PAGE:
by Neil Horton, MS, RN
Consulting Director, Clinical Advisory Solutions

“Lose the ties,” was the first thing the VP (let’s call him Dave) said as he warmly greeted our team. It was not yet 6 in the morning and we had just run (literally) into the lobby after receiving a 5 a.m. text message saying that the presentation would start a full hour earlier. “Around here we don’t care for ties, they make people nervous, so feel free to leave them at home.” It was day one of our time on site at this large, complex medical center and I knew then and there that I was going to like Dave.

After introductions, Dave briefed us on the audience to whom we were about to present. In addition to names and titles, he shared some background on recent changes in hospital administration and tensions in the supply chain department. There was a lack of clarity around some role and responsibilities, and the director had just tendered his resignation the week prior.

Still fairly new in his role, Dave was consistently positive in his approach to people and challenges. And he was firm in his request that we match the tone he was setting: “We’re not bringing you in because things aren’t going well, we’re bringing you in because we want to see if they can be even better.” His approach and management of this project kick-off were pivotal to the success of the engagement.

A business engagement is a time-limited relationship that both client and consultants want to go well. Here are four ways how, in a very short period of time, both parties can develop a trusting relationship and make it possible to work effectively together to overcome obstacles and achieve success.   

1. Spend time preparing your staff for a consulting engagement. Bringing in consultants can create anxiety among staff. The sooner they feel relaxed and free to share, the sooner real progress can begin. In our initial presentations, Dave introduced us by name and framed the engagement as an opportunity for the department to develop more efficient ways of working and become best in class. He stood side by side with us before his employees, helped answer questions and urged honesty, openness and genuine participation. He let them know that their support and partnership was vital to the success of the engagement.

2. Make sure your consultants have the resources they need. To work effectively and ensure their time on site is well spent, consultants will most likely need work space, as well as access to people and data. That first day, we were provided dedicated workspace and access to several administrative resources who had been tasked for our support. With this, we were able to begin the work of creating relationships and partnering with the client to implement change.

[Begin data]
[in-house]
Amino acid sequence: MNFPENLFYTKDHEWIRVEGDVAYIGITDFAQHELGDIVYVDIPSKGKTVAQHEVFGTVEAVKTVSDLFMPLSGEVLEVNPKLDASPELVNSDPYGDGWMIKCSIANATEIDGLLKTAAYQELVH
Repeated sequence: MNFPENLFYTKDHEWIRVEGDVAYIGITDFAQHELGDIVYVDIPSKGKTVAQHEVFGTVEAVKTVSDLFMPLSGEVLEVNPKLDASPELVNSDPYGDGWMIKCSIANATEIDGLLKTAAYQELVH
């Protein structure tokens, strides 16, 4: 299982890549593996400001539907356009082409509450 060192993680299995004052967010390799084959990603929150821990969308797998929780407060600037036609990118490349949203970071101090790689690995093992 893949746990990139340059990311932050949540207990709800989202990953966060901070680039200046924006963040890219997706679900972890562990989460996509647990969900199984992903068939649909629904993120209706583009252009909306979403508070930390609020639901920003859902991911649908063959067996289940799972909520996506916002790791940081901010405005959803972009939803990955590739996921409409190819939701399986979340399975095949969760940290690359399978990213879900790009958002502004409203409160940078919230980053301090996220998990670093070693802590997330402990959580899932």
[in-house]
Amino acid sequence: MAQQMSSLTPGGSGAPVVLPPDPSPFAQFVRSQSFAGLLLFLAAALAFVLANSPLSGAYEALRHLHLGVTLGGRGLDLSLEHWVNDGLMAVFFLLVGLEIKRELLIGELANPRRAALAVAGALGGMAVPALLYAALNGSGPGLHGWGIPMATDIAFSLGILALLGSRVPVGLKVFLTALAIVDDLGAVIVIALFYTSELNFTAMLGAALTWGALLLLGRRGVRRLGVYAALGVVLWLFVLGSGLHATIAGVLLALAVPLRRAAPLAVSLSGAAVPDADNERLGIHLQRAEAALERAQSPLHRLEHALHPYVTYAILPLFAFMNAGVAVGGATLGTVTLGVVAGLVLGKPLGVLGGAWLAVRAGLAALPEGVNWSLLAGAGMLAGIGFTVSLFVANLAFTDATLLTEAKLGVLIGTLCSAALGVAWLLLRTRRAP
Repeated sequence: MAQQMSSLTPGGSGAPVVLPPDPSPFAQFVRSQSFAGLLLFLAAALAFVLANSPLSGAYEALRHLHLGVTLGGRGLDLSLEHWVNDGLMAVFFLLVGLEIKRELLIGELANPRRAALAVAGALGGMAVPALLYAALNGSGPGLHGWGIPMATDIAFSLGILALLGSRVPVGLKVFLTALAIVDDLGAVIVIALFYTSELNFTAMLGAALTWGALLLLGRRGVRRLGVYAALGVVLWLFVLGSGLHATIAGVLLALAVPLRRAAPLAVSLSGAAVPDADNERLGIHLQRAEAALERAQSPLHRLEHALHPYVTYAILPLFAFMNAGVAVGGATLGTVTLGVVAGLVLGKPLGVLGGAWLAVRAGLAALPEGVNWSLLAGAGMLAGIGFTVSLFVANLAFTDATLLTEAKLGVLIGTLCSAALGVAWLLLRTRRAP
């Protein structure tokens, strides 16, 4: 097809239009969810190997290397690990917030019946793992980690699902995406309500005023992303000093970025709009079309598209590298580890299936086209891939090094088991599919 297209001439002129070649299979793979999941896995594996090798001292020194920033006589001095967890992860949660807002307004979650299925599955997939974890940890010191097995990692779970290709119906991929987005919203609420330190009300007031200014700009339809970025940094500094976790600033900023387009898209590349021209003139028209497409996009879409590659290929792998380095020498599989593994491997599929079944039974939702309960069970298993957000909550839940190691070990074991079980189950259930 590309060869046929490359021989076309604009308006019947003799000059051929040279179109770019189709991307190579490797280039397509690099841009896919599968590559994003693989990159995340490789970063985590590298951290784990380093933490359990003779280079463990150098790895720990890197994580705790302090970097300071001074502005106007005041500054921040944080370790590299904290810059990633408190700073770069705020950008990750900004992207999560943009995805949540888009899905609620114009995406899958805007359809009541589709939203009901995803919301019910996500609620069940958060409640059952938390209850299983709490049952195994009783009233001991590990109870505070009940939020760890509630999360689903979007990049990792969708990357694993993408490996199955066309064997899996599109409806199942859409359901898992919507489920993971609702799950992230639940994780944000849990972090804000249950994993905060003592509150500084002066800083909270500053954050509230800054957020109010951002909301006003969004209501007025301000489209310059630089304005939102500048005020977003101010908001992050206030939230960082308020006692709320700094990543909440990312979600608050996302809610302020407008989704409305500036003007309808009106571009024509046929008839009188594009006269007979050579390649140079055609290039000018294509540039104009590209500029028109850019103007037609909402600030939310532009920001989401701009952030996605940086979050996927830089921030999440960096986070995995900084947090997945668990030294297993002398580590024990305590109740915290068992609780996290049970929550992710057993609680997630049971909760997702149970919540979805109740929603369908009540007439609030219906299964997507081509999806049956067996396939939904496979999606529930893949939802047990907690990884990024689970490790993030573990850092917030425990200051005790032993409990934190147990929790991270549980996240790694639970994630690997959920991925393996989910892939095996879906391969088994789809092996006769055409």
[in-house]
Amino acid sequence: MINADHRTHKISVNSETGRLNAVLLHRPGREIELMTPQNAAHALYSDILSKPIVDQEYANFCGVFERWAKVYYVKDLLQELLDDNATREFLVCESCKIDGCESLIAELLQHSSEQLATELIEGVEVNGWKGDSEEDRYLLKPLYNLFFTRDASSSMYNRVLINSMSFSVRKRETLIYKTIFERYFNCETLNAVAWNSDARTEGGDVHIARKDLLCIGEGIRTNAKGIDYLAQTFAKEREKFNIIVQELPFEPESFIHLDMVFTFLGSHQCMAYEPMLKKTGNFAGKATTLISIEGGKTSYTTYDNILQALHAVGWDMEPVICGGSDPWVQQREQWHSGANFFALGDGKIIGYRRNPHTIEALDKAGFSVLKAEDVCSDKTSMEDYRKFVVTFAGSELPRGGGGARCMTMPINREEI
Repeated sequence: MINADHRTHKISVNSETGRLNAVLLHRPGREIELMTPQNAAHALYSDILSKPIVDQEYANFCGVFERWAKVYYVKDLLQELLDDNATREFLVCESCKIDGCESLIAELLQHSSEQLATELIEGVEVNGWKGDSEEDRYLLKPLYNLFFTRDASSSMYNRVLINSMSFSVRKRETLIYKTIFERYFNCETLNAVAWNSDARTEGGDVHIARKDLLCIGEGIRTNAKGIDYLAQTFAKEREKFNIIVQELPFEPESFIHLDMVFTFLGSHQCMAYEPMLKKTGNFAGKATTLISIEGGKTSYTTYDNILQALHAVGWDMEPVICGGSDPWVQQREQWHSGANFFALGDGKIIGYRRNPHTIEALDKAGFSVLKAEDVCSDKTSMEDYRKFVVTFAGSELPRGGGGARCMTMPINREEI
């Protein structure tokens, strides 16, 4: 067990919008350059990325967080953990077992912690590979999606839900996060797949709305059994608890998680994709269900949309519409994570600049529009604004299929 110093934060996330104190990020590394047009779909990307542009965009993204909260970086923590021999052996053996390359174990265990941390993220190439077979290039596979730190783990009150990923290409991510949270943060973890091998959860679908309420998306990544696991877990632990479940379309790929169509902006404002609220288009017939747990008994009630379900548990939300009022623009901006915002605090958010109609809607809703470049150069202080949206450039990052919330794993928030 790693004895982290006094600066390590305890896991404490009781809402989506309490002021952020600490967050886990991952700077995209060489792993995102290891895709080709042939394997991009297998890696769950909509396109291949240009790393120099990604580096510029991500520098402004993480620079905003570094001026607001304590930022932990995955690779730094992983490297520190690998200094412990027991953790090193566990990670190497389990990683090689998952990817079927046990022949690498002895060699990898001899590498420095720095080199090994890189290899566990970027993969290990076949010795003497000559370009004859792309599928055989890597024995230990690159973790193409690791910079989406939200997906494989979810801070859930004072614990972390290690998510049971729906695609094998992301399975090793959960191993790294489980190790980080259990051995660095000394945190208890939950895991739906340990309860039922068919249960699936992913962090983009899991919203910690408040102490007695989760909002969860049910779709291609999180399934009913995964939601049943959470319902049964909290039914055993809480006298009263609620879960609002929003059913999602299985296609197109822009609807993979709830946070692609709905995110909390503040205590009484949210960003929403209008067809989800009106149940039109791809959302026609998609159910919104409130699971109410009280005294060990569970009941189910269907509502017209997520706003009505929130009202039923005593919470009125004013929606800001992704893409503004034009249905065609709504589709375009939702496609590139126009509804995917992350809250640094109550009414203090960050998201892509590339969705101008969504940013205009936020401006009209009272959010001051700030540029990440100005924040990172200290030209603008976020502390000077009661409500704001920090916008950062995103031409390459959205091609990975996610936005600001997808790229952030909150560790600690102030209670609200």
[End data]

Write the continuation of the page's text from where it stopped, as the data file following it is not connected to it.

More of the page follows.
3. Schedule frequent update meetings to keep abreast of progress and challenges. Don’t be afraid to ask a lot of questions or get into the details. Responding to issues in a timely manner will help mitigate risk to the timeline. Dave requested weekly, hour-long update meetings and worked with us to fine tune the format, agenda and level of detail. He was an active participant in these updates, asked insightful questions and routinely impressed us with his ability to remember details from previous meetings. His level of involvement included providing feedback on our process and input on our sequence of activities, as well as making recommendations on which stakeholders to include in key decisions. In this way he stayed close to the engagement and helped us course-correct when necessary.

4. Look for the opportunity in surprises. Remain positive and assess the situation with an open mind. While it’s not something that can be controlled, the unexpected inevitably plays a role in every engagement and attitude can make all the difference. Sometimes good, sometimes bad, surprises can hide an unexpected opportunity. In what was at first seen as bad luck, a key director announced his departure the week before the engagement started. While this felt like a setback (and radiated an ominous signal throughout the organization), when the client asked us to provide an interim consultant to fill the role, we were able to onboard a seasoned professional who was able to help the team implement change and bring even more value to the client. 

Another surprise was learning about a newly created supply chain steering committee. The roster included hospital leadership, and they had yet to define scope and mission. This committee was an ideal governance solution for the supply chain transformation we were there to deliver, and the timing presented an opportunity for us to help ensure the kind of executive engagement that is critical to supply chain success.

When you’ve engaged consultants who are a good fit for your needs and follow the steps above, the outcome can be a positive environment where trust can take root and grow into successful relationships. The quality of those relationships will largely determine the success of the engagement and hopefully, you’ll find that “things can be even better.”

About the author. Neil Horton brings more than 30 years of experience in value analysis, perioperative nursing, surgical services, account management, contract negotiation and functional assessment to his role at Vizient. His background in various clinical areas, combined with Lean Six Sigma certification and training in value analysis, project management, change management and team facilitation has provided him with a keen understanding of how to implement a robust, evidence-based, transparent process to drive growth and help achieve occupational objectives. He is a member of the American Nurses Association, the Association of Perioperative Registered Nurses, the Association of Healthcare Value Analysis Professionals and the Association for Healthcare Resource and Materials Management.